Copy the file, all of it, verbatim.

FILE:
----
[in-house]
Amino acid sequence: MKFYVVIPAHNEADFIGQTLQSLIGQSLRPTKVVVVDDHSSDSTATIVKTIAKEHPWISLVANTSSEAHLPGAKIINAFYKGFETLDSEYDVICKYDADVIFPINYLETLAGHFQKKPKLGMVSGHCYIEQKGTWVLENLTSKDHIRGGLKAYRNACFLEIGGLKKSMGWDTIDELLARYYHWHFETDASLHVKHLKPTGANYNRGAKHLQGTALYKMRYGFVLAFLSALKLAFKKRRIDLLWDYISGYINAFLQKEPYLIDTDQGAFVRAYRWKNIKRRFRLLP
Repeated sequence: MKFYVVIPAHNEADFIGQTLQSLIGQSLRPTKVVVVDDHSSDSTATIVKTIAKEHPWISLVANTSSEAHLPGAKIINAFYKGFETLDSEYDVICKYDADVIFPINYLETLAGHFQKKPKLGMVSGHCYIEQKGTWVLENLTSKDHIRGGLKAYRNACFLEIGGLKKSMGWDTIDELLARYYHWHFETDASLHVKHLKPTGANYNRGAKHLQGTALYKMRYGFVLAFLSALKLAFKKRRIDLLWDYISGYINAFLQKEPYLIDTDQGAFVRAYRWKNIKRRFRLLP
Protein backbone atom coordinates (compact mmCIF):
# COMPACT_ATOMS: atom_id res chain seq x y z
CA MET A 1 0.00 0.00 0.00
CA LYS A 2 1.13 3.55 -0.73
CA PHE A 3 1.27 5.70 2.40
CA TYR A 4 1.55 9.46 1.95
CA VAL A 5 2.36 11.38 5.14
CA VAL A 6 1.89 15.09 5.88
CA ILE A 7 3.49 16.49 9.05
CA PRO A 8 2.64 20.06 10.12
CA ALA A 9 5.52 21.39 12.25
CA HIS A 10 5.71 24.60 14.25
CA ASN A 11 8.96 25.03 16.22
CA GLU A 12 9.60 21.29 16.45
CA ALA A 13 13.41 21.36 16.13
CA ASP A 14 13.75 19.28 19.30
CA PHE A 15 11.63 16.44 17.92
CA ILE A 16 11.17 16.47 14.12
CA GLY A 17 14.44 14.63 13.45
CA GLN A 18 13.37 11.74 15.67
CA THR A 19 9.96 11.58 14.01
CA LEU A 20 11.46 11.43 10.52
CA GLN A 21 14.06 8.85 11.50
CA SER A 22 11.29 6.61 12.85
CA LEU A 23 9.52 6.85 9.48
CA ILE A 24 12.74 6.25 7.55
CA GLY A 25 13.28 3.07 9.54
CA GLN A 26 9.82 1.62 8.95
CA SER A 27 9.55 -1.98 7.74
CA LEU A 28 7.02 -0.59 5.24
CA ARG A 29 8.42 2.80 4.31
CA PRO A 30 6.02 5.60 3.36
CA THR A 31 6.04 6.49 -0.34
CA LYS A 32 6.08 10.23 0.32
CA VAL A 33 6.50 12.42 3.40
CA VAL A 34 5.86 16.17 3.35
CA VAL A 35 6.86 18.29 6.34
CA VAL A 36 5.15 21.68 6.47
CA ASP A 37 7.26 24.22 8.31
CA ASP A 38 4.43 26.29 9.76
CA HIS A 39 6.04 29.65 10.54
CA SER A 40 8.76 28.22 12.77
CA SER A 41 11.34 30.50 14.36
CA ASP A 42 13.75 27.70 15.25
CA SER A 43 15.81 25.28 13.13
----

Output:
[in-house]
Amino acid sequence: MKFYVVIPAHNEADFIGQTLQSLIGQSLRPTKVVVVDDHSSDSTATIVKTIAKEHPWISLVANTSSEAHLPGAKIINAFYKGFETLDSEYDVICKYDADVIFPINYLETLAGHFQKKPKLGMVSGHCYIEQKGTWVLENLTSKDHIRGGLKAYRNACFLEIGGLKKSMGWDTIDELLARYYHWHFETDASLHVKHLKPTGANYNRGAKHLQGTALYKMRYGFVLAFLSALKLAFKKRRIDLLWDYISGYINAFLQKEPYLIDTDQGAFVRAYRWKNIKRRFRLLP
Repeated sequence: MKFYVVIPAHNEADFIGQTLQSLIGQSLRPTKVVVVDDHSSDSTATIVKTIAKEHPWISLVANTSSEAHLPGAKIINAFYKGFETLDSEYDVICKYDADVIFPINYLETLAGHFQKKPKLGMVSGHCYIEQKGTWVLENLTSKDHIRGGLKAYRNACFLEIGGLKKSMGWDTIDELLARYYHWHFETDASLHVKHLKPTGANYNRGAKHLQGTALYKMRYGFVLAFLSALKLAFKKRRIDLLWDYISGYINAFLQKEPYLIDTDQGAFVRAYRWKNIKRRFRLLP
Protein backbone atom coordinates (compact mmCIF):
# COMPACT_ATOMS: atom_id res chain seq x y z
CA MET A 1 0.00 0.00 0.00
CA LYS A 2 1.13 3.55 -0.73
CA PHE A 3 1.27 5.70 2.40
CA TYR A 4 1.55 9.46 1.95
CA VAL A 5 2.36 11.38 5.14
CA VAL A 6 1.89 15.09 5.88
CA ILE A 7 3.49 16.49 9.05
CA PRO A 8 2.64 20.06 10.12
CA ALA A 9 5.52 21.39 12.25
CA HIS A 10 5.71 24.60 14.25
CA ASN A 11 8.96 25.03 16.22
CA GLU A 12 9.60 21.29 16.45
CA ALA A 13 13.41 21.36 16.13
CA ASP A 14 13.75 19.28 19.30
CA PHE A 15 11.63 16.44 17.92
CA ILE A 16 11.17 16.47 14.12
CA GLY A 17 14.44 14.63 13.45
CA GLN A 18 13.37 11.74 15.67
CA THR A 19 9.96 11.58 14.01
CA LEU A 20 11.46 11.43 10.52
CA GLN A 21 14.06 8.85 11.50
CA SER A 22 11.29 6.61 12.85
CA LEU A 23 9.52 6.85 9.48
CA ILE A 24 12.74 6.25 7.55
CA GLY A 25 13.28 3.07 9.54
CA GLN A 26 9.82 1.62 8.95
CA SER A 27 9.55 -1.98 7.74
CA LEU A 28 7.02 -0.59 5.24
CA ARG A 29 8.42 2.80 4.31
CA PRO A 30 6.02 5.60 3.36
CA THR A 31 6.04 6.49 -0.34
CA LYS A 32 6.08 10.23 0.32
CA VAL A 33 6.50 12.42 3.40
CA VAL A 34 5.86 16.17 3.35
CA VAL A 35 6.86 18.29 6.34
CA VAL A 36 5.15 21.68 6.47
CA ASP A 37 7.26 24.22 8.31
CA ASP A 38 4.43 26.29 9.76
CA HIS A 39 6.04 29.65 10.54
CA SER A 40 8.76 28.22 12.77
CA SER A 41 11.34 30.50 14.36
CA ASP A 42 13.75 27.70 15.25
CA SER A 43 15.81 25.28 13.13